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Testing the Inverse Square Law of Gravitation
Evidence to support Newton's inverse square law of gravitation can be found in Kepler's third law of planetary motion.  
Here we consider the orbital motion of the moon around the earth to obtain similar confirmation.
 
The distance between the centre of the earth and the centre of the moon is about 60 times the radius of the earth.  
The acceleration due to gravity at the surface of the earth is 9.8ms-2  
   
If the inverse square law is correct, then, at a distance 60 times further away from the centre of the earth, the acceleration due to gravity should be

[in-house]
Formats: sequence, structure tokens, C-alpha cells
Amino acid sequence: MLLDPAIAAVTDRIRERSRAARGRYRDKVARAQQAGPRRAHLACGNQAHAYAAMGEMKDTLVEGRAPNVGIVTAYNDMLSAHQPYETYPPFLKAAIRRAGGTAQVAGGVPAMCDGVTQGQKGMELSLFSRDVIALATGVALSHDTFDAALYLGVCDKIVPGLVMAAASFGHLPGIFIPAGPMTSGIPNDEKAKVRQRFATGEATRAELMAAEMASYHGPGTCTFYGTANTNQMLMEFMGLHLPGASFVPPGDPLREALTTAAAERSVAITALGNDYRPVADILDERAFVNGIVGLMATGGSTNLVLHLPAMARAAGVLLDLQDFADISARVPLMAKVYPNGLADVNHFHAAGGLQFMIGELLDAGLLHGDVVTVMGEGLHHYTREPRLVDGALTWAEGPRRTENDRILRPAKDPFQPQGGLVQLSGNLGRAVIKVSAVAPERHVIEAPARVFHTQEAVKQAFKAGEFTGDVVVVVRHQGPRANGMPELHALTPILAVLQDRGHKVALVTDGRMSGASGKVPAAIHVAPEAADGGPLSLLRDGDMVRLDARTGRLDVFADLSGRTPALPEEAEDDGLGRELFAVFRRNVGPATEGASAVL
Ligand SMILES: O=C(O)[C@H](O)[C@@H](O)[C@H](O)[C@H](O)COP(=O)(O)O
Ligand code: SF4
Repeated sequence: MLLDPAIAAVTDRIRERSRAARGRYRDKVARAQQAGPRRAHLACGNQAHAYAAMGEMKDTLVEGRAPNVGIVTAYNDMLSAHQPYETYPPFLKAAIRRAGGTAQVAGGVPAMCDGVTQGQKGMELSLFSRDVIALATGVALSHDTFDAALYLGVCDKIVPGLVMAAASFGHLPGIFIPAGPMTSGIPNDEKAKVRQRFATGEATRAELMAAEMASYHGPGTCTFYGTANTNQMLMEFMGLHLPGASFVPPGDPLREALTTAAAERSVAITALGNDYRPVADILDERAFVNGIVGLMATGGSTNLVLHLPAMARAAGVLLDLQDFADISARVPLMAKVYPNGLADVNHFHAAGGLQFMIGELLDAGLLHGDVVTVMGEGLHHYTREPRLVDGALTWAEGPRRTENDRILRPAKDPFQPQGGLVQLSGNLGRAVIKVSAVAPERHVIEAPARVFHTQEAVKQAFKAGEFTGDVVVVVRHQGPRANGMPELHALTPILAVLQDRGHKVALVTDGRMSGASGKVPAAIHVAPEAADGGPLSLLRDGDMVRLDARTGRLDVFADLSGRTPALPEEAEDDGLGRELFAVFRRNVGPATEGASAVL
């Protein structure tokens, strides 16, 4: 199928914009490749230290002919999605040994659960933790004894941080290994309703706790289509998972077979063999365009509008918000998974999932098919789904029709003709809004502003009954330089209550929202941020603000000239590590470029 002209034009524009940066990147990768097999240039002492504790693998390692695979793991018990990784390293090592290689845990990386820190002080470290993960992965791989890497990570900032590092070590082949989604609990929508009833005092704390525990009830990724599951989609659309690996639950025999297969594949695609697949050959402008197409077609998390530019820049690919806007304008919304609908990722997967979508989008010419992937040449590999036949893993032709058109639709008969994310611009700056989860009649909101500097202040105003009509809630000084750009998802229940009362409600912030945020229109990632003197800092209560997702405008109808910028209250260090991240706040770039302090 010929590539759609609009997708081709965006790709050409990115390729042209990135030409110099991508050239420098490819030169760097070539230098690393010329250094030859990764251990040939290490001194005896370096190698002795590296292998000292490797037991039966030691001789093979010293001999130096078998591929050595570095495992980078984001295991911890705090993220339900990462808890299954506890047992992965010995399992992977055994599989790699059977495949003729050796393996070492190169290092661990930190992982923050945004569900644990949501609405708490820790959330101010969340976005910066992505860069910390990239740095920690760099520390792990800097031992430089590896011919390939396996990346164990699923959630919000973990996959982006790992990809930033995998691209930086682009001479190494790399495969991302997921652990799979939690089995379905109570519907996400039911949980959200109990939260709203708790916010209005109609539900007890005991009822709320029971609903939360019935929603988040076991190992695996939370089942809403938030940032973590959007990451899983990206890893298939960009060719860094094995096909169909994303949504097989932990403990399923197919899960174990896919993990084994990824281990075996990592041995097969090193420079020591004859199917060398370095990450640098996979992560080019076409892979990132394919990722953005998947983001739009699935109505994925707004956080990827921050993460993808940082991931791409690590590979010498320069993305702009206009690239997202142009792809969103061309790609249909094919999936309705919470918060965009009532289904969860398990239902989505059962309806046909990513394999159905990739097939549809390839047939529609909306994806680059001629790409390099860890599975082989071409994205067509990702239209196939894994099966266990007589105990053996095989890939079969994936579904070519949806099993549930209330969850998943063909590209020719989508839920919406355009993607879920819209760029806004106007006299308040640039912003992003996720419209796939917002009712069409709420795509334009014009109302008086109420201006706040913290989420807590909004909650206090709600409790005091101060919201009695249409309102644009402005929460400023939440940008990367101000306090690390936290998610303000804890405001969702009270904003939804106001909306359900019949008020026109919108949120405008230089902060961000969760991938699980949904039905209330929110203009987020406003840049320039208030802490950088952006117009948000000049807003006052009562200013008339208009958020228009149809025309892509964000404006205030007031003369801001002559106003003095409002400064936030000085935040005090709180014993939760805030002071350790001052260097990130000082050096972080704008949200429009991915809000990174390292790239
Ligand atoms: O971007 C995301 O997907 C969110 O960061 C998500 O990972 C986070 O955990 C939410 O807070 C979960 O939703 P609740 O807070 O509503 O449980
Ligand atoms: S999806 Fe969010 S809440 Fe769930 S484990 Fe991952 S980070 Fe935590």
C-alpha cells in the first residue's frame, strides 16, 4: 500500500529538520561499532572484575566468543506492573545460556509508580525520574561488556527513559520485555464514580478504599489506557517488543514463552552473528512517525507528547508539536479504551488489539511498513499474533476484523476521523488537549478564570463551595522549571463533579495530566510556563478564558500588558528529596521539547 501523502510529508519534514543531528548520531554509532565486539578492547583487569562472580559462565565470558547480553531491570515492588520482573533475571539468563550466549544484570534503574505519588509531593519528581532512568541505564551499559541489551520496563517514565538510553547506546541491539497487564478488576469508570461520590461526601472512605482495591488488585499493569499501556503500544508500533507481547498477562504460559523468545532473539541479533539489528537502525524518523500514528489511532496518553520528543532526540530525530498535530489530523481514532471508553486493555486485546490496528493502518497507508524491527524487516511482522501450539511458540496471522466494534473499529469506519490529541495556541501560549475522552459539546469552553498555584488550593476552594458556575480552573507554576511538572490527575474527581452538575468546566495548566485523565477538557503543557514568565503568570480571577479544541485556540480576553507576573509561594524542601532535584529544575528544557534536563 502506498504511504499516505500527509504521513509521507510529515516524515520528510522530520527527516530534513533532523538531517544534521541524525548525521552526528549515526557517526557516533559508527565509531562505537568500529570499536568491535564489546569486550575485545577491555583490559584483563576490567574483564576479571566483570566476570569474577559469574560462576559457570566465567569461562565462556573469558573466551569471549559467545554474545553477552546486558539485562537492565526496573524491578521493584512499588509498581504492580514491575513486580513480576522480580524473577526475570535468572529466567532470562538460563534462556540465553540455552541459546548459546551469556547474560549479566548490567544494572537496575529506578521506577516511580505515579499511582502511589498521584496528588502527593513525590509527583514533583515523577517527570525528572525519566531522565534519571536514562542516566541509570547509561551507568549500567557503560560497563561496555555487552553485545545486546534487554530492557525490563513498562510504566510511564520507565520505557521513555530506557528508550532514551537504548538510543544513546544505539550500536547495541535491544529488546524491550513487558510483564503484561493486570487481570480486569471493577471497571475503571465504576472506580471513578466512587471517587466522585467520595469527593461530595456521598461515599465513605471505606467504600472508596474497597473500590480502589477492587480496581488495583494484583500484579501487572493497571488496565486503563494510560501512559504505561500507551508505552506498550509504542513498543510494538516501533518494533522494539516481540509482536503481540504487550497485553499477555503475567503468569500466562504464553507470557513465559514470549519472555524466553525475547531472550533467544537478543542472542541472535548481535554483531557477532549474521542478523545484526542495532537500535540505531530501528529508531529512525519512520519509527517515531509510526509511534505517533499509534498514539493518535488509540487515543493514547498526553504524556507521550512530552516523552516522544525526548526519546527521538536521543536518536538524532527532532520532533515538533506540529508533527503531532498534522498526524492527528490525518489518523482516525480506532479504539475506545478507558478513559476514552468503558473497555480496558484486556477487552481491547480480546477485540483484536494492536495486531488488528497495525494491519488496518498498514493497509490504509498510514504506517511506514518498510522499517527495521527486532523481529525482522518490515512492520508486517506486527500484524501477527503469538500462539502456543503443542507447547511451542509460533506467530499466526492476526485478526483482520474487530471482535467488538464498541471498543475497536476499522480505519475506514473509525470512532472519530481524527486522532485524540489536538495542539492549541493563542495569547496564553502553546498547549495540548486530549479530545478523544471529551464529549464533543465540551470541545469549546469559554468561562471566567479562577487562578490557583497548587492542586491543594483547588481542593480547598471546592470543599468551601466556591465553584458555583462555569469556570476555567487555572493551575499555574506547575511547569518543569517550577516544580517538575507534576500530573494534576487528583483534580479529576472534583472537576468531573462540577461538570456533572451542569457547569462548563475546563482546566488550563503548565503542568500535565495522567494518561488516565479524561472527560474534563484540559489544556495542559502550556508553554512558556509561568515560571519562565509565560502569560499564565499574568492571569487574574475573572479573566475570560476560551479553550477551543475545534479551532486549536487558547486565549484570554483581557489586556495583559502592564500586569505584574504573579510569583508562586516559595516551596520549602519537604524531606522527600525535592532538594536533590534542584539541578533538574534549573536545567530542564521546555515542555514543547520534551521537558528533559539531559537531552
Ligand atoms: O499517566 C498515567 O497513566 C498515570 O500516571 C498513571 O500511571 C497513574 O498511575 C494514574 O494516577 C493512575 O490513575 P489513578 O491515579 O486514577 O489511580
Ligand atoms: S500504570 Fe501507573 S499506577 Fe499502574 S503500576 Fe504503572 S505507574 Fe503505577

The moon experiences a centripetal acceleration due to the force of gravity.  
The magnitude of this acceleration is given by  
 
   
The radius of the moon's orbit, r, is about 3.84108m  
The time period of the orbit of the moon, T = 27.3days = 2.36106s  
   
Using these last two figures we find that the speed of the moon in its orbit is about 1023ms-1  
So, using the equation for centripetal acceleration, above, gives  
 
   
The fact that these two figures for acceleration are the same provides convincing evidence that Newton's inverse square law of gravitation is a good theory.  
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